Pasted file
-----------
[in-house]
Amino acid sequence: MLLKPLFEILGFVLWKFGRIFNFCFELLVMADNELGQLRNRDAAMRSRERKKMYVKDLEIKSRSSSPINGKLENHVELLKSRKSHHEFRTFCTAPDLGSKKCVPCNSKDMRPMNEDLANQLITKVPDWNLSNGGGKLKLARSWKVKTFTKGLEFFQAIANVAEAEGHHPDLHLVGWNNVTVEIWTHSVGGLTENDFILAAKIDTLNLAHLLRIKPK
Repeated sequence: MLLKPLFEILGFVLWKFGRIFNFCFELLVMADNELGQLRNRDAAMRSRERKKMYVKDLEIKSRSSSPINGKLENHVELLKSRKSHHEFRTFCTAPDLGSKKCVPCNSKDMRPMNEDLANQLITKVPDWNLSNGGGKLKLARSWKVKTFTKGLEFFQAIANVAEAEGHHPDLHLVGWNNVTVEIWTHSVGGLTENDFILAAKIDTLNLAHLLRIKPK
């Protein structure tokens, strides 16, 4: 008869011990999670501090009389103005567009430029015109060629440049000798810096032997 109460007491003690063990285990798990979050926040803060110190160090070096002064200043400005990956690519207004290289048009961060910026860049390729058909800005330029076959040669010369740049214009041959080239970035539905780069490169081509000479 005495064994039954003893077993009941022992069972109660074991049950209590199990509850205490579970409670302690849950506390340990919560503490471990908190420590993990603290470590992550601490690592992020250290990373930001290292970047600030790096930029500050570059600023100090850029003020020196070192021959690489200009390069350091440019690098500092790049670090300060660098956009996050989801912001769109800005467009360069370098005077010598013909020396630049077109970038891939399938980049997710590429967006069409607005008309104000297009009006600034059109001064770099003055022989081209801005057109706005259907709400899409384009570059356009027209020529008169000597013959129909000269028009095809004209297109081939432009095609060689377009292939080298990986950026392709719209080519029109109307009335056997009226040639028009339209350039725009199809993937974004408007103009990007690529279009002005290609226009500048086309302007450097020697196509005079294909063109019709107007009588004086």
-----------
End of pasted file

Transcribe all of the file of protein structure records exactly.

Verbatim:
[in-house]
Amino acid sequence: MLLKPLFEILGFVLWKFGRIFNFCFELLVMADNELGQLRNRDAAMRSRERKKMYVKDLEIKSRSSSPINGKLENHVELLKSRKSHHEFRTFCTAPDLGSKKCVPCNSKDMRPMNEDLANQLITKVPDWNLSNGGGKLKLARSWKVKTFTKGLEFFQAIANVAEAEGHHPDLHLVGWNNVTVEIWTHSVGGLTENDFILAAKIDTLNLAHLLRIKPK
Repeated sequence: MLLKPLFEILGFVLWKFGRIFNFCFELLVMADNELGQLRNRDAAMRSRERKKMYVKDLEIKSRSSSPINGKLENHVELLKSRKSHHEFRTFCTAPDLGSKKCVPCNSKDMRPMNEDLANQLITKVPDWNLSNGGGKLKLARSWKVKTFTKGLEFFQAIANVAEAEGHHPDLHLVGWNNVTVEIWTHSVGGLTENDFILAAKIDTLNLAHLLRIKPK
């Protein structure tokens, strides 16, 4: 008869011990999670501090009389103005567009430029015109060629440049000798810096032997 109460007491003690063990285990798990979050926040803060110190160090070096002064200043400005990956690519207004290289048009961060910026860049390729058909800005330029076959040669010369740049214009041959080239970035539905780069490169081509000479 005495064994039954003893077993009941022992069972109660074991049950209590199990509850205490579970409670302690849950506390340990919560503490471990908190420590993990603290470590992550601490690592992020250290990373930001290292970047600030790096930029500050570059600023100090850029003020020196070192021959690489200009390069350091440019690098500092790049670090300060660098956009996050989801912001769109800005467009360069370098005077010598013909020396630049077109970038891939399938980049997710590429967006069409607005008309104000297009009006600034059109001064770099003055022989081209801005057109706005259907709400899409384009570059356009027209020529008169000597013959129909000269028009095809004209297109081939432009095609060689377009292939080298990986950026392709719209080519029109109307009335056997009226040639028009339209350039725009199809993937974004408007103009990007690529279009002005290609226009500048086309302007450097020697196509005079294909063109019709107007009588004086």